The saying "every vote counts" couldn't be more true Thursday at a recount of votes for Albertville City Council.
The recount resulted in an exact tie between incumbent Larry Sorenson and Mark Barthel — each receiving 1,116 votes.
Candidates were allowed to challenge any ballot during the recount, when election judges went through more than 3,400 ballots at Wright County Courthouse.
One ballot was challenged, and the challenged ballot will go before the council at tonight's 7 p.m. meeting at Albertville City Hall. Sorenson will abstain from voting on the matter.
A vote by the city council tonight will determine who will be declared the winner, when the council will consider who the voter intended on voting for on the challenged ballot.
Recounting the recount
The Nov. 6 election resulted in a one vote difference between Barthel and Sorenson — in favor of Barthel.
City staff and Albertville City Attorney Mike Couri had explained at the Nov. 7 special council meeting that Sorenson could ask for a recount. The recount would be paid for by the city, an expense that Albertville City Finance Director Tina Lannes expected to be less than $500.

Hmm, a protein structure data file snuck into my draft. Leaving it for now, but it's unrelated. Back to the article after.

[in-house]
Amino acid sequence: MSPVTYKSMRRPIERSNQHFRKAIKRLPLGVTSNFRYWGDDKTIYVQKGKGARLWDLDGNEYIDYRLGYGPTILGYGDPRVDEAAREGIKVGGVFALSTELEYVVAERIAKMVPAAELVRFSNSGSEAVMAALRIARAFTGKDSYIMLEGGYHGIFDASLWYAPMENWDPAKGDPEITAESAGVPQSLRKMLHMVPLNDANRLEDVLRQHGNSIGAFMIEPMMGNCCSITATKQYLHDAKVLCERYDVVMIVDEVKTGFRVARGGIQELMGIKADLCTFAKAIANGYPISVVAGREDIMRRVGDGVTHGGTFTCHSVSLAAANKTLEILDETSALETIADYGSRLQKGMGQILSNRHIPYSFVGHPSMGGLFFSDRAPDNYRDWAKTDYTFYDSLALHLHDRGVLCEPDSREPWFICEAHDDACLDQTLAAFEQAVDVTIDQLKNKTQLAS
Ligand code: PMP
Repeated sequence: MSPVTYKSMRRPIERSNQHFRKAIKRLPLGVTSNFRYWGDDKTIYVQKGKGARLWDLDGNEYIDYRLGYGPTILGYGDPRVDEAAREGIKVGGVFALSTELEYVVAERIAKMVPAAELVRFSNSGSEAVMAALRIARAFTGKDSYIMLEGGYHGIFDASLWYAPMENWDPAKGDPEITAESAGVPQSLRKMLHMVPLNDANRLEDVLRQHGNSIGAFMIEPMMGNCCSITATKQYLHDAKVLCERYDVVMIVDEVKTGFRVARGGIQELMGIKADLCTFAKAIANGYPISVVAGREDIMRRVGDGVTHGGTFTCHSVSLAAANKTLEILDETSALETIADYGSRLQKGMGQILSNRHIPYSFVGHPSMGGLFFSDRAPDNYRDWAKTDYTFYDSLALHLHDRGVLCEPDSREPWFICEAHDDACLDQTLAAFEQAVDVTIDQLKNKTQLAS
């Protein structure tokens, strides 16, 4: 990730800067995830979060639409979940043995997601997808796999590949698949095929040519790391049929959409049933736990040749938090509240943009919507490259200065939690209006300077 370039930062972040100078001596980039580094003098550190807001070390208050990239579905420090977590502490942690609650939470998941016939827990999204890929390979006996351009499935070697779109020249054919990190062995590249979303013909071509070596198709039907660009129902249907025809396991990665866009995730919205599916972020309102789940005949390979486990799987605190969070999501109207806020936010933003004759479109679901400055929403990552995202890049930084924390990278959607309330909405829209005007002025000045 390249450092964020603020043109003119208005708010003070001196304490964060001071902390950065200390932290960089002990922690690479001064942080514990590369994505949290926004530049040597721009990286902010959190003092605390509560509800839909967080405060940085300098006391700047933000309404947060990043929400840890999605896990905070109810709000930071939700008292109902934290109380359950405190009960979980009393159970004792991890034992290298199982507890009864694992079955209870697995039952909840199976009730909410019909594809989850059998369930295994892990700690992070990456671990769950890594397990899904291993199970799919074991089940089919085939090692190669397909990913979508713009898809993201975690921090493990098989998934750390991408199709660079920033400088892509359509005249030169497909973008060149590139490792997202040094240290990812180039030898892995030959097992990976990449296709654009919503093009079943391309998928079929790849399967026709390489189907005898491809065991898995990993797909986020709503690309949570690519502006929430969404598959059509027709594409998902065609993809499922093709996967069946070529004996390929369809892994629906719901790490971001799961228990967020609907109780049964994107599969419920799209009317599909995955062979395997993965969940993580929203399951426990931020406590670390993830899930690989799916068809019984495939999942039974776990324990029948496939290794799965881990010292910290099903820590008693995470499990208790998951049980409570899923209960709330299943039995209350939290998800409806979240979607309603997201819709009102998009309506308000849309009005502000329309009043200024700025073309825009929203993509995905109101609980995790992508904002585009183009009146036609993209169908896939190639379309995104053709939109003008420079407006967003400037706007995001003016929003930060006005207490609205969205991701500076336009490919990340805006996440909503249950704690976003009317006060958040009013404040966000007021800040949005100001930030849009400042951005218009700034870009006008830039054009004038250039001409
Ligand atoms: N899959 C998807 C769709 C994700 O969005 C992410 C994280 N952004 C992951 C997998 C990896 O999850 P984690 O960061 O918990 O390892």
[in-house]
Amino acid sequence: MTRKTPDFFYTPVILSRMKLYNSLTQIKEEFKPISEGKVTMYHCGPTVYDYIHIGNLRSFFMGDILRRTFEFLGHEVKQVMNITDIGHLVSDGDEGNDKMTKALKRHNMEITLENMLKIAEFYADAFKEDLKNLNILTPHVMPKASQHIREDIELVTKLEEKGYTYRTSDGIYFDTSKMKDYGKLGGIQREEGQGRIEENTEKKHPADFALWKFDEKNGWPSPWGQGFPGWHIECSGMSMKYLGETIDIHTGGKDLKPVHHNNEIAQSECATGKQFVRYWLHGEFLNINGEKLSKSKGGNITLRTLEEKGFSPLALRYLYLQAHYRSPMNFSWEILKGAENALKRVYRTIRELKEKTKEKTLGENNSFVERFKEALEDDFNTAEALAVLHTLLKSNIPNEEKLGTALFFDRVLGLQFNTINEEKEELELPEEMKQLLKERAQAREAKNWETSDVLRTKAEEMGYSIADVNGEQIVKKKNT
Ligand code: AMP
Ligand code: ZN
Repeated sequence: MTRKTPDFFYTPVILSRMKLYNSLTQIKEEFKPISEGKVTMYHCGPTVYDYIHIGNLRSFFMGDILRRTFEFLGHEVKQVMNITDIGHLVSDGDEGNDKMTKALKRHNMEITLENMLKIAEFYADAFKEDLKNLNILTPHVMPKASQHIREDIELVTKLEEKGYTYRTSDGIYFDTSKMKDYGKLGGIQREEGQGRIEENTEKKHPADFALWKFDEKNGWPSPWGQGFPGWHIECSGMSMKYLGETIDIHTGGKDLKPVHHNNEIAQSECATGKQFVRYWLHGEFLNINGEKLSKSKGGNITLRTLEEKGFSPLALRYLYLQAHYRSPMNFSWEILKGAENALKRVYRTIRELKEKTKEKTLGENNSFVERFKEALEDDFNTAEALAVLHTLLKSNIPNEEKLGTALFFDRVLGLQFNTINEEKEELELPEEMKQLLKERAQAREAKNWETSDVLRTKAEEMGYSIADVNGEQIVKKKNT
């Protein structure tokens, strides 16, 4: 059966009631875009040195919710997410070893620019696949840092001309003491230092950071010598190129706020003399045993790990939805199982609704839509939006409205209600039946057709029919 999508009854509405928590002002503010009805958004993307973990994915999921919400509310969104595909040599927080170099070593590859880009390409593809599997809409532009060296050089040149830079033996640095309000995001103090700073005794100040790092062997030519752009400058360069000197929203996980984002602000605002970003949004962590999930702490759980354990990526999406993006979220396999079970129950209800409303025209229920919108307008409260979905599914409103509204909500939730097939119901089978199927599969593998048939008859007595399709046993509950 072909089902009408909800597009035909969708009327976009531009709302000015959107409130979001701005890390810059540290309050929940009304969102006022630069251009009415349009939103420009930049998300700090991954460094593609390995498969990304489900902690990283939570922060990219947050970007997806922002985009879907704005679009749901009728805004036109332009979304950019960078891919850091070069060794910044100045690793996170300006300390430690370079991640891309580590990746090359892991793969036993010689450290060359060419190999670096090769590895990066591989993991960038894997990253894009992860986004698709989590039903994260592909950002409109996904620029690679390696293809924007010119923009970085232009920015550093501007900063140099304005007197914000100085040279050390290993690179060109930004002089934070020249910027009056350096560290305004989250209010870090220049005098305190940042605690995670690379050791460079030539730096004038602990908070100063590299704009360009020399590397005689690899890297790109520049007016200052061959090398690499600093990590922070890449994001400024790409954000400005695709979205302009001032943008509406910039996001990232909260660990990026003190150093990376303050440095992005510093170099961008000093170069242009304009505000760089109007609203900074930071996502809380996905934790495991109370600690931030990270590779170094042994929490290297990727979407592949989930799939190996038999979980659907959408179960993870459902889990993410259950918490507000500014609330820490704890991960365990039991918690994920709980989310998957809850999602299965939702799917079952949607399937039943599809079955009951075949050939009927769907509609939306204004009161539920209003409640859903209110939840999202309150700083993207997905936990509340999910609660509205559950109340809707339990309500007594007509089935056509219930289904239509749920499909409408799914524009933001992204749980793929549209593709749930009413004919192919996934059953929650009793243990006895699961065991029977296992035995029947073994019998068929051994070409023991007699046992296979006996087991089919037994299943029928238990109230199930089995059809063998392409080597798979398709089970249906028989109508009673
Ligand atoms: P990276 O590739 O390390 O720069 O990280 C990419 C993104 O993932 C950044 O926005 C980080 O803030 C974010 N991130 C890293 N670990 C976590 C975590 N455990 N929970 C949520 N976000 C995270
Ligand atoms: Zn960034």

Albertville City Clerk Kim Olson and two election judges met Thursday at Wright County Courthouse to retrieve the ballots from the secured area and begin the recount at 8:30 a.m.
Both Barthel and Sorenson attended and looked on as the election judges went through each of the ballots.
The election judges sorted the ballots by putting them in a pile for Barthel, Sorenson, both or other.
Other ballots would be ballots that had votes for other candidates or disqualified ballots that voted for three or more candidates instead of the limit of two.
Candidates were allowed to challenge any ballot during the sorting process where the ballot would then get placed in a manila envelope for city council to determine voter intent.
Olson put together a packet of information for the candidates, election judges and others interested in the recount process on how officials determine a voters intent and what possible challenges could come up.
The possible errors are "not about machine accuracy, but voter error," Olson explained. The computer won't count dashes — or possibly even an "X" marking — however, election law allows those votes based on voter intent.
The city did not disclose who challenged the ballot. A city document only states "there was one contested ballot at the recount."